Thor can zap any enemy (and a handful of non-hostile characters you especially dislike). Durga/Kali is good on rats. Mercury/Hermes is good for just one thing, and it’s pretty obvious; but it’s up to you to figure out how to keep having to call him over and over. Gorgo can be summoned at several points in the game, but only in scenes where he’s actually useful. Luck is—well, that’s for you to figure out.
- What do the cats want?
The alley cat simply wants to be left alone. The fat cat didn’t get that way by being a fussy eater.
- How can I get to all those upstairs rooms?
Two areas can be reached by making friends with the person working downstairs: talk to them, find out what they want, see if you can get it for them. A third area isn’t closely watched; just go on up. If the person downstairs doesn’t seem interested in making friends, look for another way around.
- How do I get rid of that old granny so I can ransack her room?
Talk to her and pay close attention. One significant word in her language is the same as in English.
- What’s the password for the merchant in the pinstriped suit?
It’s written on a scrap of paper concealed elsewhere in the game. Remember to search everything very thoroughly, including all the furniture! If you know the password for boarding the ship, you may substitute that (whether or not you’re registered).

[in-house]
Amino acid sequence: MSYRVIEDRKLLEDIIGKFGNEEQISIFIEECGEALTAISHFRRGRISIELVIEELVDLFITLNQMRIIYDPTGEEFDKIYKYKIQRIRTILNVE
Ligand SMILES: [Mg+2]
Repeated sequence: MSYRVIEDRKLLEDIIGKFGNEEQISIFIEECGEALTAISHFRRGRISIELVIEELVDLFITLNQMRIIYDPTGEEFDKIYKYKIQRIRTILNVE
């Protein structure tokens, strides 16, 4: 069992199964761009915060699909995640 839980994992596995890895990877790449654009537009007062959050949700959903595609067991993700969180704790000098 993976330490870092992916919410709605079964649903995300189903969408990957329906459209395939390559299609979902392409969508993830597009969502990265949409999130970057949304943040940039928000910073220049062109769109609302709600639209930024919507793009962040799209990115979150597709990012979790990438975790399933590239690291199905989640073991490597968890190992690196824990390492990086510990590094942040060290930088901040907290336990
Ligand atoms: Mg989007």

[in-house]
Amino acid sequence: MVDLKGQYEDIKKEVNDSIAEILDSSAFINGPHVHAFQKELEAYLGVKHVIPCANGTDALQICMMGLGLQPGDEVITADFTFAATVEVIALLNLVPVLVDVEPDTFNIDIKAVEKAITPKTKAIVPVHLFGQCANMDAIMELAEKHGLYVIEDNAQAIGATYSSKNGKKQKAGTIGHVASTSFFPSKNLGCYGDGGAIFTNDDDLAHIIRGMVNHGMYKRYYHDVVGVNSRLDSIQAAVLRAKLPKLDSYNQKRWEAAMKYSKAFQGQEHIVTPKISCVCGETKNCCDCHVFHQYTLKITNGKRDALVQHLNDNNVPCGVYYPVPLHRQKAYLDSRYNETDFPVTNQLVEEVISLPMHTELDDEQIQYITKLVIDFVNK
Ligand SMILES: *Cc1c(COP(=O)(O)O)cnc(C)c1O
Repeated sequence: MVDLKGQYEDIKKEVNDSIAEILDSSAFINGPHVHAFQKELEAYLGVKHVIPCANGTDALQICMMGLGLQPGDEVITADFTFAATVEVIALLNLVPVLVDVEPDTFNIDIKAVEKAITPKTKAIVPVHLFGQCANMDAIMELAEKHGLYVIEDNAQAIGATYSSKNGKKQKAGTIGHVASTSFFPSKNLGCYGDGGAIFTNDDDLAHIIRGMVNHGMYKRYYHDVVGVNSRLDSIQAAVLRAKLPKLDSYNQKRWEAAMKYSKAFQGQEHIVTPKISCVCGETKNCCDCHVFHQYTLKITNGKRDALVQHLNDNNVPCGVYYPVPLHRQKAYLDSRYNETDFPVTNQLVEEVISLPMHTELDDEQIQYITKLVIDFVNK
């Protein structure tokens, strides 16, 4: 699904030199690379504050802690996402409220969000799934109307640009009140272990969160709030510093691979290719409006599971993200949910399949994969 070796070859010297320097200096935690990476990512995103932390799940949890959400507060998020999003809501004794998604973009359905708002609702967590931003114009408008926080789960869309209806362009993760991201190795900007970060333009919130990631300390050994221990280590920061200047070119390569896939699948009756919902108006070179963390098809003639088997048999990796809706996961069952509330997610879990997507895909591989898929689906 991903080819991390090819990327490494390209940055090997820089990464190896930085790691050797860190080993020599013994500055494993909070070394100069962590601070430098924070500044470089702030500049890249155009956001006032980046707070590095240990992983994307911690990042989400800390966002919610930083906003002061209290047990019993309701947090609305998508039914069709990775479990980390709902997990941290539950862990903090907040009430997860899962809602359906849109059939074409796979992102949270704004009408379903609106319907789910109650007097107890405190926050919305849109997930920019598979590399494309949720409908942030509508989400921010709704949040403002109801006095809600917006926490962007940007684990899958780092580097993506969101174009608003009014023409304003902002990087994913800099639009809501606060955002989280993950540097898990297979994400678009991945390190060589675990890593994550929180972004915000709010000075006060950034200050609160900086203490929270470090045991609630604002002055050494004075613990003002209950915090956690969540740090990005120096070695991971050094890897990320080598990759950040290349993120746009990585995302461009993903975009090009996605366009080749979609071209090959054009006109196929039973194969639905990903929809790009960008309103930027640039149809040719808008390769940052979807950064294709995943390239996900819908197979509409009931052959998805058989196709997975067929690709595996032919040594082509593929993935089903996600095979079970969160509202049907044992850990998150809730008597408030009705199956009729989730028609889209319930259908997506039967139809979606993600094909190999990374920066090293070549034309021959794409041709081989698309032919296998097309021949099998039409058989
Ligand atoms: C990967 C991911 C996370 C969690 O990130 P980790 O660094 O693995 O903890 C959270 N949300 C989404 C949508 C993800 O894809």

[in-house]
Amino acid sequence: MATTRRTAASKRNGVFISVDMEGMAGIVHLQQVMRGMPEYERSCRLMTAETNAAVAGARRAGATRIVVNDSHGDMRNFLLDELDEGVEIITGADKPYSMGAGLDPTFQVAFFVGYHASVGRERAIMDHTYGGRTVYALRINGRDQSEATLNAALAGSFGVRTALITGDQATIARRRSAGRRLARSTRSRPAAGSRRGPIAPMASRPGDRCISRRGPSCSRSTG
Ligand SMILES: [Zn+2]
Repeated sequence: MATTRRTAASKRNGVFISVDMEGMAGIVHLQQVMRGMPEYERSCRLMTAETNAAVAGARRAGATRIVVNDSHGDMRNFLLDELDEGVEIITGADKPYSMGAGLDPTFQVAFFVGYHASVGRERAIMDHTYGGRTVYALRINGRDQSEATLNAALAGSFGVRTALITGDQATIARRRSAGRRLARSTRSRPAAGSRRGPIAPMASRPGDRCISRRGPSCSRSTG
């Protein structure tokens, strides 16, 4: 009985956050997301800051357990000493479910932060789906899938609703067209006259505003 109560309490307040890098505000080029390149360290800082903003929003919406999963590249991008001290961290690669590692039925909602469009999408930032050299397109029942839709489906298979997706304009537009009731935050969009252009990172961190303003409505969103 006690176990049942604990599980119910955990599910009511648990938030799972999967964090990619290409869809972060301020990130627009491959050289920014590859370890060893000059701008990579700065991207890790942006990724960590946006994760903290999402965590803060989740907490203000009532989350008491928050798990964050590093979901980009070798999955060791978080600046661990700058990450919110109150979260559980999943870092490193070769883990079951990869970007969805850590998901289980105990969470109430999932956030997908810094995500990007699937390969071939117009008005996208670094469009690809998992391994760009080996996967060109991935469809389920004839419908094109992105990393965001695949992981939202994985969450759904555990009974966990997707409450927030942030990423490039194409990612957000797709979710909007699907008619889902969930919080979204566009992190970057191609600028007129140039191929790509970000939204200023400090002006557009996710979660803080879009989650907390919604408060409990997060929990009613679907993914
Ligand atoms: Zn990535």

- Where’s Jake?
He’s on his honeymoon, so for the duration of this game he is Zainab’s problem, not yours.
- How do I get the shoebox untied?
It’s largely a matter of luck. If you can’t get it to work, just hold on to it.
- What’s the code number for the remote control?
You’ll find it on a scrap of paper in a different part of the district.
- I keep dreaming about a huge gerbil. What’s that about?
Look closely at the picture. Does anything look familiar? What do you suppose your subconscious, dreaming mind is trying to tell you?
- Where’s the sceptre?
If you’ve gotten this far, it’s probably in your inventory already; you just don’t recognize it. Try talking with the old man in the purple coat; he’ll drop a pretty broad hint.
- Everybody wants the sceptre! How do I know whom to sell it to?
Ah, well, that’s part of the challenge. There’s more than one safe choice. Start by talking to everyone and paying close attention to the information they give you. Believe everything; trust nobody. It’s only a game, after all; you can always revert.
- How do I get home at the end? The official says I have to register, but there’s no way to do that. It doesn’t seem fair.
With any luck, you will find another way onto the ship.
- I’m registered, but the official still won’t let me board the ship.
The first time you beat the game after registering, you’ll need to give the password. After that, the official will know you and let you board.
- I think I’ve been everywhere, but the Status report says there are a few rooms I’ve missed.
The likeliest oversights are the various rooftops adjoining the top-floor rooms, reachable by jumping and/or climbing out windows. Some of them can be useful to visit. There’s also one part of the canal waters that you’ll have to figure out how to get to—and there’s a treasure for you when you find it.
- I keep running out of food! Where can I get more?